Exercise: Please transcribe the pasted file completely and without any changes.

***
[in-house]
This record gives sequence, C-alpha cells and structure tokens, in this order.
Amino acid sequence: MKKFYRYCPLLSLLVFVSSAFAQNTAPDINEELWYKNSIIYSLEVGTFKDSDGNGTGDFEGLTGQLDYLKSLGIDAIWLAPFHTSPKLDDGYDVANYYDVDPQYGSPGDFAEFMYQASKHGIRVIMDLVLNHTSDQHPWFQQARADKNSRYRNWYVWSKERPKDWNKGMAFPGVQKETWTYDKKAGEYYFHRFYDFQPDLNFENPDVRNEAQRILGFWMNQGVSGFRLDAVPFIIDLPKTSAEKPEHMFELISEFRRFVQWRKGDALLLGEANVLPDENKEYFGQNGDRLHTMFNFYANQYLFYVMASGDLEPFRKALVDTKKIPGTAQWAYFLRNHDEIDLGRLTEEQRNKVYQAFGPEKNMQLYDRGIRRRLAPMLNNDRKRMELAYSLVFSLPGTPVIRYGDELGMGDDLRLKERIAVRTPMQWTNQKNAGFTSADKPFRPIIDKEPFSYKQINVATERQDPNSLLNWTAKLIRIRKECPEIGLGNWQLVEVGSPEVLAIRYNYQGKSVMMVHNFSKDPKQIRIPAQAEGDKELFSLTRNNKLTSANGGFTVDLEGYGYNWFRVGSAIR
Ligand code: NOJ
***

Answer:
[in-house]
This record gives sequence, C-alpha cells and structure tokens, in this order.
Amino acid sequence: MKKFYRYCPLLSLLVFVSSAFAQNTAPDINEELWYKNSIIYSLEVGTFKDSDGNGTGDFEGLTGQLDYLKSLGIDAIWLAPFHTSPKLDDGYDVANYYDVDPQYGSPGDFAEFMYQASKHGIRVIMDLVLNHTSDQHPWFQQARADKNSRYRNWYVWSKERPKDWNKGMAFPGVQKETWTYDKKAGEYYFHRFYDFQPDLNFENPDVRNEAQRILGFWMNQGVSGFRLDAVPFIIDLPKTSAEKPEHMFELISEFRRFVQWRKGDALLLGEANVLPDENKEYFGQNGDRLHTMFNFYANQYLFYVMASGDLEPFRKALVDTKKIPGTAQWAYFLRNHDEIDLGRLTEEQRNKVYQAFGPEKNMQLYDRGIRRRLAPMLNNDRKRMELAYSLVFSLPGTPVIRYGDELGMGDDLRLKERIAVRTPMQWTNQKNAGFTSADKPFRPIIDKEPFSYKQINVATERQDPNSLLNWTAKLIRIRKECPEIGLGNWQLVEVGSPEVLAIRYNYQGKSVMMVHNFSKDPKQIRIPAQAEGDKELFSLTRNNKLTSANGGFTVDLEGYGYNWFRVGSAIR
Ligand code: NOJ